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Telehealth interventions for the secondary prevention of coronary heart disease

September 05, 2017

Results of the analysis showed that the telehealth interventions were associated with a 30 per cent lower mortality rate than non-intervention controls, but this was not statistically significant and reflected a real-life "absolute" risk reduction of 1 per cent. However, there were significant findings in the effect of telehealth on modifiable risk factors for coronary disease. Follow-up showed lower total cholesterol levels in the telehealth patients than in controls, lower levels of systolic blood pressure, and fewer people continuing to smoke. Favourable effects were also found in levels of physical activity and quality of life.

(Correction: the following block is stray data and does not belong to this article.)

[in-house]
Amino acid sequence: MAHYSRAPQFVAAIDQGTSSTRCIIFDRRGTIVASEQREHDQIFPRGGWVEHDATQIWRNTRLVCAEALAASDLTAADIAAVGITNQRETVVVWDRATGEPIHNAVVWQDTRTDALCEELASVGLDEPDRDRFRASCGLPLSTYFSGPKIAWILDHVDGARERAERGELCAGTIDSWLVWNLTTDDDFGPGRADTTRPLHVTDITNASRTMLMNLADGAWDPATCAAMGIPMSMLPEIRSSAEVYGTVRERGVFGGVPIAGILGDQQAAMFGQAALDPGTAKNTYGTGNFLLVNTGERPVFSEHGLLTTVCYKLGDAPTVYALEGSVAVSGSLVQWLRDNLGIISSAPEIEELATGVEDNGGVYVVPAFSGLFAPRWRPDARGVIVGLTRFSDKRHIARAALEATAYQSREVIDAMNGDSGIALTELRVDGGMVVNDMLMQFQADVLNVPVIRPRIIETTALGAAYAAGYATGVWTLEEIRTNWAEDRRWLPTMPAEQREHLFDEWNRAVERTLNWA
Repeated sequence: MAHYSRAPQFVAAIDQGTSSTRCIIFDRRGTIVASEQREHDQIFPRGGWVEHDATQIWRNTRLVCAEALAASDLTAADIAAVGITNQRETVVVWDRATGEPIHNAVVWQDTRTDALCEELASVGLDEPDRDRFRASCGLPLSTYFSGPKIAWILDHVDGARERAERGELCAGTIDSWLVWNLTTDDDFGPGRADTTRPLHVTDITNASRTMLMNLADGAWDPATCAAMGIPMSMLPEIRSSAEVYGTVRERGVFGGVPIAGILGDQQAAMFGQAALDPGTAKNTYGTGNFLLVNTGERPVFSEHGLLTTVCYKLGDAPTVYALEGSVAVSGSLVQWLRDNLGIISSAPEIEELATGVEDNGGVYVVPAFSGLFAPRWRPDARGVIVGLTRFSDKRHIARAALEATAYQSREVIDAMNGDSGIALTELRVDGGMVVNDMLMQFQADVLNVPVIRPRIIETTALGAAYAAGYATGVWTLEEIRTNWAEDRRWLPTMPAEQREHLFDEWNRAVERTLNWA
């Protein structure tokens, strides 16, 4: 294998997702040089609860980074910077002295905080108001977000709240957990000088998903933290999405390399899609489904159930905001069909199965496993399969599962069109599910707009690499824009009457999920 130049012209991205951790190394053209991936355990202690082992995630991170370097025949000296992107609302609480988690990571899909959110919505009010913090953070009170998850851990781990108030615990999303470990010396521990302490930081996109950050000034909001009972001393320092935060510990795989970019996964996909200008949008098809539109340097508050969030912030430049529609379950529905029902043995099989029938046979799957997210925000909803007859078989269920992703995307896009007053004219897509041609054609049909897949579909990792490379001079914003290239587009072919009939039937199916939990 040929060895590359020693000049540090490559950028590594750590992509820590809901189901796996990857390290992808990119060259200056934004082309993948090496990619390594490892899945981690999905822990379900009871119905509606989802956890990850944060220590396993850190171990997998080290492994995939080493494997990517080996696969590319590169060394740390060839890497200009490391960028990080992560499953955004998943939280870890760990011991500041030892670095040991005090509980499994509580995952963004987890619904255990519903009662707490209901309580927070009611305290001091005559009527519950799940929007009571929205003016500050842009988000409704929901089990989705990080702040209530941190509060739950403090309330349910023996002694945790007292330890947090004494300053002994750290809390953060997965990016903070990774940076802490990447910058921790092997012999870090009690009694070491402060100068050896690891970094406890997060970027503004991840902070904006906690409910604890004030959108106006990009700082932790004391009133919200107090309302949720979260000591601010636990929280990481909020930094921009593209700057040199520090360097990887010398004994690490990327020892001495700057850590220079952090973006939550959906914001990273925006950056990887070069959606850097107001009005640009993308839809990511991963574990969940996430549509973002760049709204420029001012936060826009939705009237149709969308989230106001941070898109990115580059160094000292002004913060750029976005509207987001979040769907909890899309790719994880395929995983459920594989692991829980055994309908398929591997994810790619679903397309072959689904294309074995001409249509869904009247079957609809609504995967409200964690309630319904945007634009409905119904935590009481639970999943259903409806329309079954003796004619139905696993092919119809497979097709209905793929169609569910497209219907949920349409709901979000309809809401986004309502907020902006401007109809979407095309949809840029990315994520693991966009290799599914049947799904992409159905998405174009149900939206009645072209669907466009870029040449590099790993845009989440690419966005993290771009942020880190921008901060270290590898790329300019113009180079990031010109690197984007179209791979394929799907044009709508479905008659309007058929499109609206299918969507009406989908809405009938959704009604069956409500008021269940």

"People today are increasingly time-poor," says Lis Neubeck, "and attendance at a centre-based programme for the secondary prevention of recurrent coronary events tends to limit access. Utilising electronic technologies has the potential to increase access for these services without compromising outcomes.

"It's worth noting that three of the programmes we reviewed were from Australia. The CHOICE study, for example, showed that a brief flexible intervention provides effective risk factor reduction for 12 months following an acute heart event. Reaching people in rural and remote communities is a particular problem in Australia and these interventions have the potential to overcome barriers of time and distance, thus enabling us to reach populations with problems in accessing healthcare, at affordable cost."

Full bibliographic information: Neubeck L, Redfern J, Fernandez R, Briffa T, Bauman A, Freedman SB. Telehealth interventions for the secondary prevention of coronary heart disease: a systematic review. Eur J Cardiovasc Prev Rehabil 2009; 16; 281-289.

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